By Ricardo Álvarez-Díaz
Two years ago last month, Hurricane Maria ravaged Puerto Rico, ultimately taking more than 3,000 lives. It also exposed the structural vulnerabilities of existing buildings, and further exacerbated the already painful impact of a more than decade-long recession.
However, there was a silver lining to Maria. Despite all the pain and hardship it caused – and the unbearable loss of life – the destruction did bring much needed attention to Puerto Rico. In fact, today there is more optimism than ever about the future of the island for several reasons. They include:
The short-term and mid-term federal funding that is scheduled to come into Puerto Rico from HUD, FEMA and other sources should help jump start currently stalled reconstruction efforts, and encourage private investment in the island. According to federal data, Congress has allocated approximately $42.7 billion for recovery assistance following Maria, with close to $35 billion of that amount still scheduled to be disbursed.
The construction industry in Puerto Rico was hit especially hard by the recession, and it has so far failed to recover. For example, around 12,000 new housing units were built on the island in 2007, versus just less than a thousand the last year. However, with the amount of federal funding designated for the island, and the strong need to continue rebuilding following Maria, the construction industry in Puerto Rico is poised to improve substantially over the near and long term.
While the recent political crisis in Puerto Rico had an adverse short-term effect on the local economy, particularly for the tourism and construction industry, the resignation of Governor Ricardo Rosselló and subsequent constitutional appointment of Governor Wanda Vázquez has allowed people to be more upbeat about the future here.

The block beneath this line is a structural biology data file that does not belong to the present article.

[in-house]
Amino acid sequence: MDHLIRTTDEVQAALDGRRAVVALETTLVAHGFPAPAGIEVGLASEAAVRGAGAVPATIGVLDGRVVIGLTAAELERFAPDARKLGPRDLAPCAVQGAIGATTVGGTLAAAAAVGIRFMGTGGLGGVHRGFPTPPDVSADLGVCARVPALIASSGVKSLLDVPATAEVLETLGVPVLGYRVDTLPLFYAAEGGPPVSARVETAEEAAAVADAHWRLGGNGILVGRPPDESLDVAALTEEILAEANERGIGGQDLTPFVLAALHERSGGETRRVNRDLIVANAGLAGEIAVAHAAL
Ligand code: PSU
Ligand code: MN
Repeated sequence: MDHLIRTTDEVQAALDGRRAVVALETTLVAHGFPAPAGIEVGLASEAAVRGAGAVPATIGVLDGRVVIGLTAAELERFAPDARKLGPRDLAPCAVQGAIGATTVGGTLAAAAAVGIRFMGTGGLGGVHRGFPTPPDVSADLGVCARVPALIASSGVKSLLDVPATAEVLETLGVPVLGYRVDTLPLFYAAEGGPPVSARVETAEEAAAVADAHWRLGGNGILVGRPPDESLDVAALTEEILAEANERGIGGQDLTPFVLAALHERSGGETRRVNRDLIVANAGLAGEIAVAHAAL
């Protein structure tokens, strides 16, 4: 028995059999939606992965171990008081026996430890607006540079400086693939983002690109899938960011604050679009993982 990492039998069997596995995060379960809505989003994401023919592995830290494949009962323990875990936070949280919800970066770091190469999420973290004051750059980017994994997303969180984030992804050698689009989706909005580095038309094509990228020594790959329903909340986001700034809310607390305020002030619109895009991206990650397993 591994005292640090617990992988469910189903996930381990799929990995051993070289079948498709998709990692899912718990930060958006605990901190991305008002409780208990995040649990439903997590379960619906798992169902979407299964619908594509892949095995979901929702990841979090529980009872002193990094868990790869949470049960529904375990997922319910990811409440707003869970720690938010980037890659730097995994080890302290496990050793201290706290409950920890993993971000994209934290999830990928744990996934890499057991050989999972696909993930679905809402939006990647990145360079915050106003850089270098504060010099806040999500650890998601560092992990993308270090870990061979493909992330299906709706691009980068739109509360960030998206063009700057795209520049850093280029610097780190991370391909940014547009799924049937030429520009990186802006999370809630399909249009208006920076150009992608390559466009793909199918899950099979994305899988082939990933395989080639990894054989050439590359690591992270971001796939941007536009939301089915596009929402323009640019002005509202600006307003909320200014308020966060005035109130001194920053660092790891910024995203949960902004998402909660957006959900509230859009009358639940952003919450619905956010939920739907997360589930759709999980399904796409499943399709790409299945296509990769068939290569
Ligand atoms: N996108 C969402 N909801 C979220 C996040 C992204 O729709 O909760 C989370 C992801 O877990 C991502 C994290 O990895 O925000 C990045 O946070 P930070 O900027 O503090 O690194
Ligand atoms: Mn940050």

In addition, Governor Vazquez’s decision not to run for reelection in 2020 will allow her to focus on what needs to be done to fight the perception of public corruption, improve the economy and continue rebuilding in the Island.
There are several reform measures that must be implemented including labor reform, reducing the size of the government, and working closely with the Financial Oversight and Management Board for Puerto Rico to foster economic growth, all of which I believe Governor Vázquez will work hard to accomplish over the next 16 months.
Act 20, also known as the Export Services Act, promotes the exportation of services from Puerto Rico by only charging qualifying companies a 4 percent tax. This has made it a more competitive place for companies to do business, as well as helped local companies be more successful elsewhere.
Furthermore, the recent opportunity zone legislation offers a huge advantage for Puerto Rico. This vehicle was developed to encourage long-term investments in low-income communities throughout the U.S., and promote economic development in distressed areas.
However, what sets Puerto Rico apart is the fact that more than 95 percent of the island qualifies as an opportunity zone, in contrast with a 25 percent cap in all 50 states.
The many benefits of opportunity zones adds to Puerto Rico’s existing value proposition, which includes stability under U.S. laws, attractive tax incentives, a prime geographic location, and an educated, skilled workforce.
All of this sets the stage for successful and serious investors to develop projects throughout the island, mostly focusing on mixed-use developments, energy revitalization, housing construction, and general infrastructure. This will benefit both the long-term investor and local population, and help launch Puerto Rico’s economy into a bright new era of sustained economic development.
Ricardo Álvarez-Díaz is CEO of Álvarez-Díaz & Villalón, the largest architecture firm in Puerto Rico, as well as vice chair of Invest Puerto Rico and a member of the Governor’s Construction and Housing Advisory Committee. He also served as a liaison between the private sector and FEMA on infrastructure, construction and housing issues.
Note: the opinions expressed in Caribbean Journal Op-Eds are those of the author and do not necessarily reflect the views of the Caribbean Journal.